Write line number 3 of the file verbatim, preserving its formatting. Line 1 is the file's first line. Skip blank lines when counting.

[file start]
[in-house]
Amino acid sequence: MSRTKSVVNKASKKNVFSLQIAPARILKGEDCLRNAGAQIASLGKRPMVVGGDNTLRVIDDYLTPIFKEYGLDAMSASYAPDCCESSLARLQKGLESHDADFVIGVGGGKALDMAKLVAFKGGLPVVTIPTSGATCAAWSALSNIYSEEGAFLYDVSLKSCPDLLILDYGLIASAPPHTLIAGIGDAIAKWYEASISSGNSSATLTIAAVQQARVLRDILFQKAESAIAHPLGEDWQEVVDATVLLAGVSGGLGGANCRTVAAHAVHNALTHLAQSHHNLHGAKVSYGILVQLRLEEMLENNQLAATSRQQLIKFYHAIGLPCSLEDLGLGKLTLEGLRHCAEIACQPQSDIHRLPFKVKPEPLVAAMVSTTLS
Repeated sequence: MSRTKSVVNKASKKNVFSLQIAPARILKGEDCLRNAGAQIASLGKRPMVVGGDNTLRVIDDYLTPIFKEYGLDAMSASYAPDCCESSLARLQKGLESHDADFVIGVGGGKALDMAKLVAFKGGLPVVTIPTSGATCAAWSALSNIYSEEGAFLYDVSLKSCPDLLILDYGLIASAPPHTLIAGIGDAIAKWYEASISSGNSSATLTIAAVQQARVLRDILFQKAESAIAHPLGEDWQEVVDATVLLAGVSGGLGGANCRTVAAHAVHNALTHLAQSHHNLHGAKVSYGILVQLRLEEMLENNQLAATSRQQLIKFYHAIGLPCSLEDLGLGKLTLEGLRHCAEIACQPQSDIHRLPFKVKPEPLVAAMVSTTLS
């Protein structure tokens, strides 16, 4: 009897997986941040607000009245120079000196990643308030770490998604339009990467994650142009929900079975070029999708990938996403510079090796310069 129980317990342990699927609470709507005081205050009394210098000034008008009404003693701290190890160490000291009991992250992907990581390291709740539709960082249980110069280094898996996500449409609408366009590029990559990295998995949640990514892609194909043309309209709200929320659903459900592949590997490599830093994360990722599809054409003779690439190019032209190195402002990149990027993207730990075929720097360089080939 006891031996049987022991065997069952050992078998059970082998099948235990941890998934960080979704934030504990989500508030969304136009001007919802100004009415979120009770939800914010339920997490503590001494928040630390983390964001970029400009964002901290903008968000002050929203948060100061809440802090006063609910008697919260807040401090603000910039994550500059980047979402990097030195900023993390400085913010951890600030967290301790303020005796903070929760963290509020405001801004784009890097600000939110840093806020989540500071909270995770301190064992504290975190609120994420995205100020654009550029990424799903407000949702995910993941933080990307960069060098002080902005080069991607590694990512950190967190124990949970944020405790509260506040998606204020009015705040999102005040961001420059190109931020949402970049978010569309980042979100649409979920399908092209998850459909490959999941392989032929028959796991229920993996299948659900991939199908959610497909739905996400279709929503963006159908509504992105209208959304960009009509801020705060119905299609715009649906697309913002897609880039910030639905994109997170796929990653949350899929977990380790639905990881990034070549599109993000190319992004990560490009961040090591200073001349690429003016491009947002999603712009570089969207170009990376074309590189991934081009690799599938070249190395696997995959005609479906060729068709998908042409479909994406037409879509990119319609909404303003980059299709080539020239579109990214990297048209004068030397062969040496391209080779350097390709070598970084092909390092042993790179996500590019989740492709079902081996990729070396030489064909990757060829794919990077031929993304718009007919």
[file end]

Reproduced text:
Repeated sequence: MSRTKSVVNKASKKNVFSLQIAPARILKGEDCLRNAGAQIASLGKRPMVVGGDNTLRVIDDYLTPIFKEYGLDAMSASYAPDCCESSLARLQKGLESHDADFVIGVGGGKALDMAKLVAFKGGLPVVTIPTSGATCAAWSALSNIYSEEGAFLYDVSLKSCPDLLILDYGLIASAPPHTLIAGIGDAIAKWYEASISSGNSSATLTIAAVQQARVLRDILFQKAESAIAHPLGEDWQEVVDATVLLAGVSGGLGGANCRTVAAHAVHNALTHLAQSHHNLHGAKVSYGILVQLRLEEMLENNQLAATSRQQLIKFYHAIGLPCSLEDLGLGKLTLEGLRHCAEIACQPQSDIHRLPFKVKPEPLVAAMVSTTLS